Oz Open celebrates its 100th birthday
It began at a humble suburban cricket ground, has been played twice in New Zealand and was even once held in a zoo.
The Australian Open turns 100 this year, a remarkable feat for a tournament that has reinvented itself several times as it struggled to cement its place as the fourth Grand Slam of tennis.
Now billed as "The Grand Slam of Asia/Pacific", the tournament began in 1905 as the Australasian Championships soon after Australian and New Zealand officials formed the Australasian Lawn Tennis Association.
Seventeen men — women did not compete until 1922 — contested the inaugural tournament at the Warehouseman's Cricket Ground at Albert Park in Melbourne.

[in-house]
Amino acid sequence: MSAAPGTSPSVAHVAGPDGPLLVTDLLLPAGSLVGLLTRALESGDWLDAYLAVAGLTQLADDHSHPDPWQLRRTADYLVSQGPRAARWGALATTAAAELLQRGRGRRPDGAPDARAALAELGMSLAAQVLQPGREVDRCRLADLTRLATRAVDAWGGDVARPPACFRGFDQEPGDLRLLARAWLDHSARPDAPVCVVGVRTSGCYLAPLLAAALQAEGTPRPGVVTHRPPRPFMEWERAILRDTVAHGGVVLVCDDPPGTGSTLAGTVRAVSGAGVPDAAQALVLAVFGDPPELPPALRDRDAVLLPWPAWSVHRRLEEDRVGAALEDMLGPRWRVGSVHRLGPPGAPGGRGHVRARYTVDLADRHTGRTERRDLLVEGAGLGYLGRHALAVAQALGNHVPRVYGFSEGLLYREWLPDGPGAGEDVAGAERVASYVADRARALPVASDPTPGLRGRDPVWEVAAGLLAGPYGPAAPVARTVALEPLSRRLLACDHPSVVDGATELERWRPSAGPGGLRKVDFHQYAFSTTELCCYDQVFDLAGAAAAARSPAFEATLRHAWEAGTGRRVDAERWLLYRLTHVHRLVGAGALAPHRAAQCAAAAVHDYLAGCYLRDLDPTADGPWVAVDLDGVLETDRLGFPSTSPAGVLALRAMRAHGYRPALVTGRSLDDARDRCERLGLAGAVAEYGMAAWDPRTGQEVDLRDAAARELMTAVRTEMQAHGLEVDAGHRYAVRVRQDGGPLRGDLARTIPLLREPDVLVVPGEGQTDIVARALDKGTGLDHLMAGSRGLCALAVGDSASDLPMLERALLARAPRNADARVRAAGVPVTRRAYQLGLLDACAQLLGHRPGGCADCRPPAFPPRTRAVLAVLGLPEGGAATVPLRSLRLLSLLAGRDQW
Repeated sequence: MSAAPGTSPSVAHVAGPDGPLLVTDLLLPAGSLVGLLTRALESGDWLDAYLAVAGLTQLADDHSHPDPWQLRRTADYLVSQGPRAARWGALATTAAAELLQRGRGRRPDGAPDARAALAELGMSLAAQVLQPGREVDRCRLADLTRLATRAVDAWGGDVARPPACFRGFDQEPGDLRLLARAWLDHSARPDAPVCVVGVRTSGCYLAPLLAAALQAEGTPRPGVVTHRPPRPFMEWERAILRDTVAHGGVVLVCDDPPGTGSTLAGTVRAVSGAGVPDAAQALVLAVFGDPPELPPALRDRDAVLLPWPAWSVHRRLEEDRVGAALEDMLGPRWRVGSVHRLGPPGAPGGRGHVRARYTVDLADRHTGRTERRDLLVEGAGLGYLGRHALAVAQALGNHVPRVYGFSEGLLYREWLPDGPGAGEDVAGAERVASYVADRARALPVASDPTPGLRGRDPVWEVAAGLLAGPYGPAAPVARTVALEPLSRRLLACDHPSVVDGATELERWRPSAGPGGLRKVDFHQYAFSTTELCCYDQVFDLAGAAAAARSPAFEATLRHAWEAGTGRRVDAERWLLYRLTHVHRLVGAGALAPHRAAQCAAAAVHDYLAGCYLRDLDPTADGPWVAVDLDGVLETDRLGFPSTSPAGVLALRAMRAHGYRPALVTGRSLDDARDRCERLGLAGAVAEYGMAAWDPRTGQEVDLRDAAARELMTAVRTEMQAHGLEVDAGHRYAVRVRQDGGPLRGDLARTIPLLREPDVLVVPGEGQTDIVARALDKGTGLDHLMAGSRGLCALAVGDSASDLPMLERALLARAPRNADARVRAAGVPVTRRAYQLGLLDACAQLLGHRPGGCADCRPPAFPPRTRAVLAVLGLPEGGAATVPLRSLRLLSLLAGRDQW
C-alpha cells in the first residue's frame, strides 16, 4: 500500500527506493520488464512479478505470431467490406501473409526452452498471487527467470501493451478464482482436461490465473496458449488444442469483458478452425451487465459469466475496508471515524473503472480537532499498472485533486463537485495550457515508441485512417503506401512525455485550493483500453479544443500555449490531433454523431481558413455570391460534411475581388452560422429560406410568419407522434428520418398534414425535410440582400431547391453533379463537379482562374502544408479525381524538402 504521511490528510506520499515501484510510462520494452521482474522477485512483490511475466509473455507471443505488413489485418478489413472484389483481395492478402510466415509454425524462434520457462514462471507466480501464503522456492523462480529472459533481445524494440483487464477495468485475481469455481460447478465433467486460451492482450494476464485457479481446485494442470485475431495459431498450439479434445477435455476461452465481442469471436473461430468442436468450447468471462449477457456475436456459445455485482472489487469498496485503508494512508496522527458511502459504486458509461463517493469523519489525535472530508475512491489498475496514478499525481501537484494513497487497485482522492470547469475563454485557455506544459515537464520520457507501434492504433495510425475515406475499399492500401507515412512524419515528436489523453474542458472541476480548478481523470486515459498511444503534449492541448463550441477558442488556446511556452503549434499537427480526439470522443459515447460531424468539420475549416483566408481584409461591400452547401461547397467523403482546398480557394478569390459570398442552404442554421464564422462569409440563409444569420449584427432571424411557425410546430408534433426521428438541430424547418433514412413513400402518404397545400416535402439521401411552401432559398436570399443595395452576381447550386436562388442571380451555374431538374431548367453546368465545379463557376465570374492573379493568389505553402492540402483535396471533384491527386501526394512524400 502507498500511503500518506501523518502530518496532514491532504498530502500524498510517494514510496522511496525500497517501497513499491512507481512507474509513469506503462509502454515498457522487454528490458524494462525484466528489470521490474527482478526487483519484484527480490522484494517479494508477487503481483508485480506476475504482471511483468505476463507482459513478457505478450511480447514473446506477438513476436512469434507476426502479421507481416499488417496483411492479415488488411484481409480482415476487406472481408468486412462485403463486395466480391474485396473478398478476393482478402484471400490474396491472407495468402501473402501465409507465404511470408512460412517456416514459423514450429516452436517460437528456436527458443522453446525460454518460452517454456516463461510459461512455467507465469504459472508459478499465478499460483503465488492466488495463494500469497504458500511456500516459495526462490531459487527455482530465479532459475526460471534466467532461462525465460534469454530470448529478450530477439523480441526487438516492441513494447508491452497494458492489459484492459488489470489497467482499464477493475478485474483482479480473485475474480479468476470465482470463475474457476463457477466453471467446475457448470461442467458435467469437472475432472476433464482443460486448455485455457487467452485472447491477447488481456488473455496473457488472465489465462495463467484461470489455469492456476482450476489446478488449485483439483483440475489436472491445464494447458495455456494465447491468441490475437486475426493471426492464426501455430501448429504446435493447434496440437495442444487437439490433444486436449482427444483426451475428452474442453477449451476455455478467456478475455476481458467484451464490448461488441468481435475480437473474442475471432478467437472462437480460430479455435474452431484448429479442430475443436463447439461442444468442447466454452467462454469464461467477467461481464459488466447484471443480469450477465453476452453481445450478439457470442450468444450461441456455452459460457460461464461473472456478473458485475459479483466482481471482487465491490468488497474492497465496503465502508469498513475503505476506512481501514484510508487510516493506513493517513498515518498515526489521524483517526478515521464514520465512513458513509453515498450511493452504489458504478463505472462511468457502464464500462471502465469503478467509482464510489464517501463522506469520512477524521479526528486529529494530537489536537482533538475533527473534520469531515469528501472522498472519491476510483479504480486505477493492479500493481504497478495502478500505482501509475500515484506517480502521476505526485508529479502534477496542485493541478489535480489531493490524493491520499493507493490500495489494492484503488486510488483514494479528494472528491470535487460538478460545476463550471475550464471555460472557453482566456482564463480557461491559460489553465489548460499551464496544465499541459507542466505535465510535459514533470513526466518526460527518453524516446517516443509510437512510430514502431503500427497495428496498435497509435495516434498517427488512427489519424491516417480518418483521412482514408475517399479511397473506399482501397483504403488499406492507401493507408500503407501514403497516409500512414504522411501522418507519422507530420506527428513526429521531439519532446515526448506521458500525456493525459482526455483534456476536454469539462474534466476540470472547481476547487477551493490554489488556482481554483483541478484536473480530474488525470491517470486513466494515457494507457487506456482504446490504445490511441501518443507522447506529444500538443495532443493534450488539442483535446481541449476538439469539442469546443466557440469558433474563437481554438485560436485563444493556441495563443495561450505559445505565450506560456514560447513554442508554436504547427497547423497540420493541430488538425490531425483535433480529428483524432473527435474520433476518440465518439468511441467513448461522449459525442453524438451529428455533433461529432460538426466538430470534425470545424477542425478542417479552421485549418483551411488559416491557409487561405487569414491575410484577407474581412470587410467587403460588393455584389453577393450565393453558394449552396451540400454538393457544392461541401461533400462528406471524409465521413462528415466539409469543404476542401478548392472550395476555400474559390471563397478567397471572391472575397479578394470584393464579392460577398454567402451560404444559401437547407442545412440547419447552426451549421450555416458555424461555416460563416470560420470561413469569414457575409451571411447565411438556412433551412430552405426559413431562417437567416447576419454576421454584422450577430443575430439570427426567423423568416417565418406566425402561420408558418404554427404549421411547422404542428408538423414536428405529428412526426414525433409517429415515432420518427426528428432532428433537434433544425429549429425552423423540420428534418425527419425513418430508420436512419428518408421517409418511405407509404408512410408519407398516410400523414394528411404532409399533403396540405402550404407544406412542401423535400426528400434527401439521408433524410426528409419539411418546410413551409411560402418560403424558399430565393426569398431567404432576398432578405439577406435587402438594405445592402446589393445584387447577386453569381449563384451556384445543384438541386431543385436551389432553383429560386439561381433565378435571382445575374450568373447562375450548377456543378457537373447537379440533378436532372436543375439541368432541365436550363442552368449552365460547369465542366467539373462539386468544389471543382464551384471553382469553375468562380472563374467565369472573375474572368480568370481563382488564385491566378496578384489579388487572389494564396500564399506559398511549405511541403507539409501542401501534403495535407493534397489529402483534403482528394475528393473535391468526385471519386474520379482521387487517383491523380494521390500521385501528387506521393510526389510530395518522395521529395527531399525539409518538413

The Melbourne Cricket Club's Rodney Heath defeated Adelaide doctor Arthur Curtis 4-6, 6-3, 6-4, 6-4 in the final in front of around 5,000 spectators.
A century later, the Open is Australia's biggest annual sports event, attracting some 500,000 fans for two weeks each year to its state-of-the-art Melbourne Park home.